The Supreme Court observed that the commercial disputes cannot be decided in summary proceeding under the Consumer Protection Act, 1986.

The Court observed thus in an appeal seeking correctness of the order of the National Consumer Disputes Redressal Commission (NCDRC) by which the revision was dismissed and the order of the State Consumer Disputes Redressal Commission (SCDRC) and District Consumer Disputes Redressal Forum (DCDRF) was upheld.

The two-Judge Bench comprising Justice Vikram Nath and Justice Satish Chandra Sharma held, “Secondly, the investment made by the respondent No.1 complainant was for deriving benefit by getting an interest on the same at the rate of 18 % per annum, therefore, it would be an investment for profit/gain. It was a commercial transaction and therefore also would be outside the purview of the 1986 Act. Commercial disputes cannot be decided in summary proceeding under the 1986 Act but the appropriate remedy for recovery of the said amount, if any, admissible to the complainant-respondent No.1, would be before the Civil Court. The complaint was thus not maintainable.”

Advocate C.B. Gururaj appeared for the appellants while Advocate Chinmay Deshpande appeared for the respondents.

In this case, the State Commission and District Forum allowed the complaint of the respondent (complainant) and directed the opposite parties to be jointly and severally liable to pay Rs. 5 lakhs. The respondent had filed a complaint before DCDRF alleging that he had invested Rs. 5 lakhs in a partnership firm which was repayable after 120 months. The respondent sought for premature payment but it was denied on the ground that the same would be paid upon maturity. He waited for the maturity but still the payment was not made compelling him to issue notice to the opposite parties to make the payment.

As the payment was not made, a complaint was filed before DCDRF alleging deficiency in service. The opposite parties contended that the complainant was not a ‘consumer’ and filed the complaint with the wrong intention of recovering the amount illegally. The DCDRF allowed the complaint and hence, the appellants preferred an appeal before the SCDRC. The SCDRC dismissed the appeal and aggrieved by this, the appellants preferred a revision petition before the NCDRC. However, the same was also dismissed and hence, they approached the Apex Court.

The Supreme Court in view of the above facts noted, “We need not go into other details of the arguments raised by the parties. In our considered opinion, once there was a registered partnership deed dated 27.05.1996, there is no further document placed on record by the complainant-respondent No.1 regarding dissolution of the said registered deed which continued till the time when the investment was made by the complainant respondent No.1 on 21.05.2002 and hence the complainant respondent No.1 would be deemed to be partner of the firm. It is only upon the death of the Managing Partner Basavaraj Uppin in March 2003, that the status of the firm would cease to exist or would stand dissolved.”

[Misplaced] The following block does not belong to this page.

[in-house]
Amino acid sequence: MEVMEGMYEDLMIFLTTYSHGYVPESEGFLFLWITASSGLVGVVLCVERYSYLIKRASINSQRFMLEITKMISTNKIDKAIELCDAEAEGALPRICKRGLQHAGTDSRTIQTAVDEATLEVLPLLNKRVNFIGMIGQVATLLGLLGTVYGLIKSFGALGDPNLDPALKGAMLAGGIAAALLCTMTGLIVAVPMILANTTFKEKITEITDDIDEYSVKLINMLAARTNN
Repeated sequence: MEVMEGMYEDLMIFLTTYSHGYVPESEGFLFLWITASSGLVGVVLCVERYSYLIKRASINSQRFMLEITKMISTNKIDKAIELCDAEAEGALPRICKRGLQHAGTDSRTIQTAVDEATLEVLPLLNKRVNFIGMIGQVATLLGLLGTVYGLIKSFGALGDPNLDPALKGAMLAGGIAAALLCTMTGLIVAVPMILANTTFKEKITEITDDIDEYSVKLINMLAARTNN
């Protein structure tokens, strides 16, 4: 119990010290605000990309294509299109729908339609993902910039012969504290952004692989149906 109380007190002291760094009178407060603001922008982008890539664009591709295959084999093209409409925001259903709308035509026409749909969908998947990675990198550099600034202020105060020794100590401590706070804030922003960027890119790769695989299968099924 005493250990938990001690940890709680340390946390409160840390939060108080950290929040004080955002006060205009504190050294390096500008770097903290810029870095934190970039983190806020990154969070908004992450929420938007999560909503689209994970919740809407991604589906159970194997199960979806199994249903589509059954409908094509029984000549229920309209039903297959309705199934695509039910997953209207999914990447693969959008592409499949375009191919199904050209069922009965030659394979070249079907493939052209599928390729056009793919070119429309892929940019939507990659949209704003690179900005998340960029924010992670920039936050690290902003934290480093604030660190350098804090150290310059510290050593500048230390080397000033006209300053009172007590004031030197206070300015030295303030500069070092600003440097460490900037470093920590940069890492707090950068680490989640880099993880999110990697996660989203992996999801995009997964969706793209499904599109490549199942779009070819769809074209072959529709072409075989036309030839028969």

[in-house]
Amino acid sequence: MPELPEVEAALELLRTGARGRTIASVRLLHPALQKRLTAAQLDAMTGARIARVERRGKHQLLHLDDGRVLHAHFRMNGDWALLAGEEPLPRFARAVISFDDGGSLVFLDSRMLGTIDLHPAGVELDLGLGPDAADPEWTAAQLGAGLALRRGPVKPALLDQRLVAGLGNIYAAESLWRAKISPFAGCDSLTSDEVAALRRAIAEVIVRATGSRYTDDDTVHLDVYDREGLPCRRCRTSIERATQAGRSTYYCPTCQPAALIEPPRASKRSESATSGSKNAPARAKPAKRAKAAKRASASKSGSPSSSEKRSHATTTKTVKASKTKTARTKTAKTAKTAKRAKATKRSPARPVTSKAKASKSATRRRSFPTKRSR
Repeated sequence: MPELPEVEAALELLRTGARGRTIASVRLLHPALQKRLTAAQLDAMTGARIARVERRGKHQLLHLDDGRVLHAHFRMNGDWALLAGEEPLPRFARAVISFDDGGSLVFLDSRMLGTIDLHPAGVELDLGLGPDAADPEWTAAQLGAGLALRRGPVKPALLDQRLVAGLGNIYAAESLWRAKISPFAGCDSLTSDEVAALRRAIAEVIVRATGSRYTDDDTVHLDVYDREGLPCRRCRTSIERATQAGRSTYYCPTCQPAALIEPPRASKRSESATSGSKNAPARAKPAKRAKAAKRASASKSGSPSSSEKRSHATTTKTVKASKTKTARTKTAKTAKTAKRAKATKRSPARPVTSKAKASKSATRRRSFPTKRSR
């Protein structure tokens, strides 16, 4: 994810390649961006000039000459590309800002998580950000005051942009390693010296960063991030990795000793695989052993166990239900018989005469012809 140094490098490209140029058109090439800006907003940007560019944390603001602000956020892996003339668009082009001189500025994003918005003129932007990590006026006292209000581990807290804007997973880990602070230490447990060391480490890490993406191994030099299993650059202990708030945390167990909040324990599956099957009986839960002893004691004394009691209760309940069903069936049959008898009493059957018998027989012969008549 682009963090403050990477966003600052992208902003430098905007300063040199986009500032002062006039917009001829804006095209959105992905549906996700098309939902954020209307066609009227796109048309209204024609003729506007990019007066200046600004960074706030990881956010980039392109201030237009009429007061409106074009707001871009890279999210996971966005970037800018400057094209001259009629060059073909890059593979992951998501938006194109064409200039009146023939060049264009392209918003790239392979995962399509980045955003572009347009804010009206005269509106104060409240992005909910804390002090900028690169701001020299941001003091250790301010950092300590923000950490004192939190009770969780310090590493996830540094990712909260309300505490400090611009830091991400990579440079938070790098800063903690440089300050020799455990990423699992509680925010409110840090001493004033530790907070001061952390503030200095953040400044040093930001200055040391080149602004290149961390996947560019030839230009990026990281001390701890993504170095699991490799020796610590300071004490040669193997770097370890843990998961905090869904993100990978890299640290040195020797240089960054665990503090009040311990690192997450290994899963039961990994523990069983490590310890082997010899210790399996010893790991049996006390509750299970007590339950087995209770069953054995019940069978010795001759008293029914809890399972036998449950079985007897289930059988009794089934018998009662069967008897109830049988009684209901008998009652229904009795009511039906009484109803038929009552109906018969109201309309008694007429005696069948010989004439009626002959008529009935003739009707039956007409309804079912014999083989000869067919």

The Court further said that there was no evidence on record to show that a fresh partnership deed was executed reconstituting the firm in which the appellants had become partners so as to take upon themselves the assets and liabilities of the firm and that the law is well settled that legal heirs of a deceased partner do not become liable for any liability of the firm upon the death of the partner.

“The arguments of the respondents that the appellants had alternative remedy of approaching the High Court under Article 226 of the Constitution is of no avail in as much as this Court in Universal Sompo General Insurance (supra) has not issued any directions for the pending matters being either dismissed on this ground or being transferred to the High Court. It would apply prospectively for fresh matters coming up before this Court after the said judgment”, it added.

Accordingly, the Apex Court allowed the appeal and set aside the impugned orders.

Cause Title- Annapurna B. Uppin & Ors. v. Malsiddappa & Anr. (Neutral Citation: 2024 INSC 276)


Appellants: Advocate CB Gururaj, AOR Prakash Ranjan Nayak, Advocates Animesh Dubey, and Debendra Ghosal.

Respondents: Advocate Chinmay Deshpande and AOR Anirudh Sanganeria.

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